Handke, who lives in France, said in an essay in the French newspaper Libération: “Let’s stop laying the massacre … on the backs of the Serbian military and paramilitary. And listen — at last — to the survivors of the Muslim massacres in numerous Serbian villages around Srebrenica.”

By calling the casualties of eleven Serb civilians in Kravice in 1993 a ‘massacre’, the Austrian playwright Peter Handke is trying to justify all the previous and later slaughters of tens of thousands of Bosniak civilians by Serb forces, including the genocide of 8,106 Bosniak civilians in supposedly UN ‘protected’ enclave of Srebrenica. Of course, this is not the first time this Austrian ‘intellectual’ and Srebrenica Genocide Denier has exercised such extreme views and warped logic in his overly pro-Milosevic stances. What Handke, Milosevic’s darling, does not know is that numbers of alleged Serb victims around Srebrenica were extremely inflated by both Serbian media and Srebrenica Genocide deniers and revisionists. Read Myth About Serb Victims Around Srebrenica and Example of Serbian Propaganda: Rade Rogic and the Effect of Imaginary Serb Soldier.

One of Handke’s greatest plays, The Art of Asking was scheduled by the French public theatre company, the Comédie Française.

Peter Handke - Face of Srebrenica Genocide DenierOn April 29, 2006, the daily Libération reported that Marcel Bozonnet had decided to scrap the play after having read a snippet published on April 6, 2006 in the Nouvel Observateur, a weekly magazine published every Thursday. The snippet called a sifflet (a “whistle”) — by the journalist Ruth Valentini read:

Peter Handke in Pozarevac

“I am happy to be close to Slobodan Milosevic, who has defended his people,” said — in Serb — Peter Handke on March 18 on Liberation Square, in Pozarevac. The guest flaunted his grief along with 20,000 fanatics. Loyal to the “Butcher of the Balkans” and to his own revisionist position, the Austrian writer, author of Justice for Serbia, had come as a “truth seeker.” Thus Handke, for whom “to be pro-Serb is a honorific title,” persists in his defense of “Slobo,” considers that the Serbs are “the real victims of the war,” approves the Srebrenica massacre and other crimes done in the name of ethnic cleansing. Waving the Serbian flag, squeezing forward to touch the hearse and lay his red rose, Handke looks a sorry sight. With his tribute to the despot, the poet has definitively dug the grave of his lost honor.

Deeply disturbed by Valentini’s report, the general administrator reached the conclusion that his personal conscience could not allow him to let Handke’s play be shown at the Comédie Française. He scrapped the play. It was a “personal decision,” said Bozonnet.

Handke, who reduced himself to being Srebrenica Genocide denier, said he was “disgusted” with the decision by company administrator Marcel Bozonnet to pull the play, while Bozonnet shot back that he has been scandalized by the playwright’s eulogy at Milosevic’s graveside. “For my soul and my conscience it was impossible to welcome this person into my theatre,” Bozonnet told a press conference, adding that to host someone’s work in the theatre was “an act of recognition, of love.”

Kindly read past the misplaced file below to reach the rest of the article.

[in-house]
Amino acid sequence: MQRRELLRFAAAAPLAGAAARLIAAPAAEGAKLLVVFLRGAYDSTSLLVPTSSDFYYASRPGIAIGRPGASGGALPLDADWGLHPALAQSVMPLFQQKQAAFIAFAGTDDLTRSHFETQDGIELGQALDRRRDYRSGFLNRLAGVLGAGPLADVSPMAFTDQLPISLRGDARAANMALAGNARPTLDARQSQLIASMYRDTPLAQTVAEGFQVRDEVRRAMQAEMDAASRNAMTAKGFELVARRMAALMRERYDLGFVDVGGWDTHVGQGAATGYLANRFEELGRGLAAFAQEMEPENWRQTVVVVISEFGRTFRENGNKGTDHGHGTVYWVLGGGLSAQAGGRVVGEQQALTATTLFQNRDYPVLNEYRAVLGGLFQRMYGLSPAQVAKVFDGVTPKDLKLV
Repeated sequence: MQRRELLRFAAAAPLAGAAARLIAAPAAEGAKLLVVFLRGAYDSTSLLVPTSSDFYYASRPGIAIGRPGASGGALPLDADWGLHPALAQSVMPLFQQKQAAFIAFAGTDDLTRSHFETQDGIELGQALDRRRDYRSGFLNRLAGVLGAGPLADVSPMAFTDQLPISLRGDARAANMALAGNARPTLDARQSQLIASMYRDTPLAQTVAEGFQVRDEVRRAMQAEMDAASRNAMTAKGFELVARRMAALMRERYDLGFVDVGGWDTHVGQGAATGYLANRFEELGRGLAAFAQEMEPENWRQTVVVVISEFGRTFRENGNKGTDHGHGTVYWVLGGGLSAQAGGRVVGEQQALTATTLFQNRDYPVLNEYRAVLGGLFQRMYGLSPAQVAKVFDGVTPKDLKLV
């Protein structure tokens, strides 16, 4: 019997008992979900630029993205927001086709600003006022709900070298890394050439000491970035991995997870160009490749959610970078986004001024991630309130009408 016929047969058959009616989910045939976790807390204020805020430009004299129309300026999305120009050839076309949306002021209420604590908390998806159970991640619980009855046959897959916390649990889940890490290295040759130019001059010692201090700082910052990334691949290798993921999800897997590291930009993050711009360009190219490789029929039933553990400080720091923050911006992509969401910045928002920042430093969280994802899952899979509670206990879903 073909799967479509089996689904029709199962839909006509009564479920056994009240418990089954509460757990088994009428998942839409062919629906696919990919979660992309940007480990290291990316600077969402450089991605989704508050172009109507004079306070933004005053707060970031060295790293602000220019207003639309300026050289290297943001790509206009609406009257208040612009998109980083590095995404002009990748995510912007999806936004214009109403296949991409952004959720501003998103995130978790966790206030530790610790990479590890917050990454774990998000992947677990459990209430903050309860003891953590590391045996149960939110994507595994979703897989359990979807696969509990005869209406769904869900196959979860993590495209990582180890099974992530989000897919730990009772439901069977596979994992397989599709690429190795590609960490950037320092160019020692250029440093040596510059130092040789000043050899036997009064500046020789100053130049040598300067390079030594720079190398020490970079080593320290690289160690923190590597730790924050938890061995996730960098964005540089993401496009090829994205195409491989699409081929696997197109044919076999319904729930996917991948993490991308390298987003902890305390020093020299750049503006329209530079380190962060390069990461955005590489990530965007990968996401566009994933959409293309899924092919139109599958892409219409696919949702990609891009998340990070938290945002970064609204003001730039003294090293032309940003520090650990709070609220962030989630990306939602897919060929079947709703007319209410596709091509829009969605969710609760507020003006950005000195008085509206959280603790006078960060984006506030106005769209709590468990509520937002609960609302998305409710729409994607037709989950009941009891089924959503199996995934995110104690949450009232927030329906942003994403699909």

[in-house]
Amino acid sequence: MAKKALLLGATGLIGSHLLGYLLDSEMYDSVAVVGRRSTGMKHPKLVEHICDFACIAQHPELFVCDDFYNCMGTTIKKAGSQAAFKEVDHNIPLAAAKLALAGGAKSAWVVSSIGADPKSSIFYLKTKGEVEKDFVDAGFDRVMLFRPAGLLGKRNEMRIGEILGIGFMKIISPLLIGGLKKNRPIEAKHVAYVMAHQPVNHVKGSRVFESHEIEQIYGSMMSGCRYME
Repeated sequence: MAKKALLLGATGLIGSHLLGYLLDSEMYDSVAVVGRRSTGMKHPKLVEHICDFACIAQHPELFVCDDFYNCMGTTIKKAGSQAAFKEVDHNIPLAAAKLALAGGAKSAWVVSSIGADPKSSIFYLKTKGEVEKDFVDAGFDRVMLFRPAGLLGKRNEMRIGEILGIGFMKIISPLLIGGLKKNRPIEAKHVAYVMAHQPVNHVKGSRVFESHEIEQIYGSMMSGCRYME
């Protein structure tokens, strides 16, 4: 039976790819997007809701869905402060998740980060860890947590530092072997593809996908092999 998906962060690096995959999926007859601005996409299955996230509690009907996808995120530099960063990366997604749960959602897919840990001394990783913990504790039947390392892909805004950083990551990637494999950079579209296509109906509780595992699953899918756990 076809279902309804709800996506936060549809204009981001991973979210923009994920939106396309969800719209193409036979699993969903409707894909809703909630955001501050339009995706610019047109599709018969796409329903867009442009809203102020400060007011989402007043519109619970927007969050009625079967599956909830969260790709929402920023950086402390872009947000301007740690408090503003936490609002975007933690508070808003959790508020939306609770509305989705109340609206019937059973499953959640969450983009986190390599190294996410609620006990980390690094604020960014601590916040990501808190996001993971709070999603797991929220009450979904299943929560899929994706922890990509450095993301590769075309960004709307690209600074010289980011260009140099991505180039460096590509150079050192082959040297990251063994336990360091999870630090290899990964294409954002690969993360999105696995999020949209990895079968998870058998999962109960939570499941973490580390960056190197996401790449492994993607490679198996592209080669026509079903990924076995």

“For three weeks . . . I have been plunged back into the horror of ethnic cleansing,” Bozonnet said as he confirmed that Handke’s Voyage to the Sonorous Land or the Art of Asking would not be staged in January.

Bozonnet took the decision after reading reports about Milosevic’s funeral in Serbia on March 18 at which Handke, 63, gave a eulogy saying he was “happy to be beside Slobodan Milosevic, a man who defended his people.” One wonders who did Milosevic defend his people from when he was the one destroying them?

Bozonnet, who has held the post since 2001 and is hoping to win a second and final term as theatre administrator, denied his decision amounted to censorship.

“This is not censorship. It is one theatre director who has decided not to put on a play, but all the others can stage it. [Handke] is allowed a lot of freedom, so give me some too,” he added.

In his article in Liberation Mr Handke goes on to write: “Let us stop comparing Slobodan Milosevic with Hitler. Let us stop drawing parallels between him and his wife Mira Markovic on one hand, and the Romanian dictator Ceausescu and his wife Elena on the other. And let’s stop calling camps established during the secessionist war in Yugoslavia, concentration camps.”

Those who, unlike Handke, were eyewitnesses to the horrors of Serbian concentration camps in Bosnia, like an American journalist and Pulitzer Prize winner, Roy Gutman, called these camps concentration camps and death camps.

Following his warped logic, Handke appealed to the wider public to stop making connection between Serbian military and paramilitary forces and slaughters of innocent civilians in Bosnia, including the most notorious one in Srebrenica, where at least 8000 Bosniak civilians, were killed by regular Serb forces under the command of Ratko Mladic.
Bozonnet gave a press conference on May 4, 2006 to expand on his decision:

For three weeks, I reviewed European history, from 1990 to date. I reviewed this terrible film! I reviewed it in my mind, ladies and gentlemen! I plunged back in this horror that ethnic cleansing was, the planning of these facts, of these crimes. I learned about all that Peter Handke had said, which I did not know . . . . I was scandalized by what Peter Handke said. In part I knew it but I did not know the extent: the work of historians systematically questioned, of war correspondents, of your papers, ladies and gentlemen, that have admirably informed us for years, that thanks to their work, their courage, pierced the wall of indifference. This is I found out what Peter Handke ridiculed….These are no longer suppositions, one cannot doubt Milosevic’s actions….it’s unbelievable, he does not know where is the world, he does not know where is the truth, he does not know where is history, he does not believe in the accounts from witnesses: that’s what he said on Milosevic’s grave!

Peter Handke was awarded the city of Düsseldorf’s Heine Prize for literature. The Heine Prize, endowed for 50,000 euros ($64,000), is one of the three highest-paying literature prizes in – guess where? – Germany, country with rich nazi past and never-ending Hitler supremacist nostalgia among young and old. The jury said Handke — like Heinrich Heine, the German poet after whom the prize is named — obstinately follows the way to an “open truth.” He puts forth his own poetic world view, in contrast to broader public opinion, they said.

The prize will be awared on Dec. 13.